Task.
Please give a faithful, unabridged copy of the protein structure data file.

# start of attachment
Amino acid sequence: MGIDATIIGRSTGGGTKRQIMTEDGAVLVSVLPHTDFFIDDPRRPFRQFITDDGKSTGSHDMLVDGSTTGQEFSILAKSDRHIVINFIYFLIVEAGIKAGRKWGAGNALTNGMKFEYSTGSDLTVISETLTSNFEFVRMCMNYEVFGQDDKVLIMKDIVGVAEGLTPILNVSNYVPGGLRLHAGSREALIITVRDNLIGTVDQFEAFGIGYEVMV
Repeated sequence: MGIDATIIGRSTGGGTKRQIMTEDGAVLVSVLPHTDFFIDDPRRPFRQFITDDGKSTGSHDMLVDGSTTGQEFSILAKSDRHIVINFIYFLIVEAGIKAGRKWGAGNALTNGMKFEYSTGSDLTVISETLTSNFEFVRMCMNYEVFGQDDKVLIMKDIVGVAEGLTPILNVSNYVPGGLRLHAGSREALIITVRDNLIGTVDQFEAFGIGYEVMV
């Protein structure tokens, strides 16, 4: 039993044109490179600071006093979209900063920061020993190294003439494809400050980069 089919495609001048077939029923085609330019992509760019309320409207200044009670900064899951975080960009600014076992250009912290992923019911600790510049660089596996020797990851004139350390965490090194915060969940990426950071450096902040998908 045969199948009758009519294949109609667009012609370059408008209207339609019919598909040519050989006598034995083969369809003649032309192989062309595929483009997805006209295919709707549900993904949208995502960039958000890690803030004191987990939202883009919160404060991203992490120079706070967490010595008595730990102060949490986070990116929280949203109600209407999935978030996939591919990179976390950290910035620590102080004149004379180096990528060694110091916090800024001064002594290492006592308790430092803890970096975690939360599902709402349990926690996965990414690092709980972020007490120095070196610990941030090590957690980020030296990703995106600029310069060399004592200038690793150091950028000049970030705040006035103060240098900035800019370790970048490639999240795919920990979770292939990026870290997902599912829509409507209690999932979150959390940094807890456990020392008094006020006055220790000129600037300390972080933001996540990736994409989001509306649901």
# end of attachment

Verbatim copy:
Amino acid sequence: MGIDATIIGRSTGGGTKRQIMTEDGAVLVSVLPHTDFFIDDPRRPFRQFITDDGKSTGSHDMLVDGSTTGQEFSILAKSDRHIVINFIYFLIVEAGIKAGRKWGAGNALTNGMKFEYSTGSDLTVISETLTSNFEFVRMCMNYEVFGQDDKVLIMKDIVGVAEGLTPILNVSNYVPGGLRLHAGSREALIITVRDNLIGTVDQFEAFGIGYEVMV
Repeated sequence: MGIDATIIGRSTGGGTKRQIMTEDGAVLVSVLPHTDFFIDDPRRPFRQFITDDGKSTGSHDMLVDGSTTGQEFSILAKSDRHIVINFIYFLIVEAGIKAGRKWGAGNALTNGMKFEYSTGSDLTVISETLTSNFEFVRMCMNYEVFGQDDKVLIMKDIVGVAEGLTPILNVSNYVPGGLRLHAGSREALIITVRDNLIGTVDQFEAFGIGYEVMV
């Protein structure tokens, strides 16, 4: 039993044109490179600071006093979209900063920061020993190294003439494809400050980069 089919495609001048077939029923085609330019992509760019309320409207200044009670900064899951975080960009600014076992250009912290992923019911600790510049660089596996020797990851004139350390965490090194915060969940990426950071450096902040998908 045969199948009758009519294949109609667009012609370059408008209207339609019919598909040519050989006598034995083969369809003649032309192989062309595929483009997805006209295919709707549900993904949208995502960039958000890690803030004191987990939202883009919160404060991203992490120079706070967490010595008595730990102060949490986070990116929280949203109600209407999935978030996939591919990179976390950290910035620590102080004149004379180096990528060694110091916090800024001064002594290492006592308790430092803890970096975690939360599902709402349990926690996965990414690092709980972020007490120095070196610990941030090590957690980020030296990703995106600029310069060399004592200038690793150091950028000049970030705040006035103060240098900035800019370790970048490639999240795919920990979770292939990026870290997902599912829509409507209690999932979150959390940094807890456990020392008094006020006055220790000129600037300390972080933001996540990736994409989001509306649901």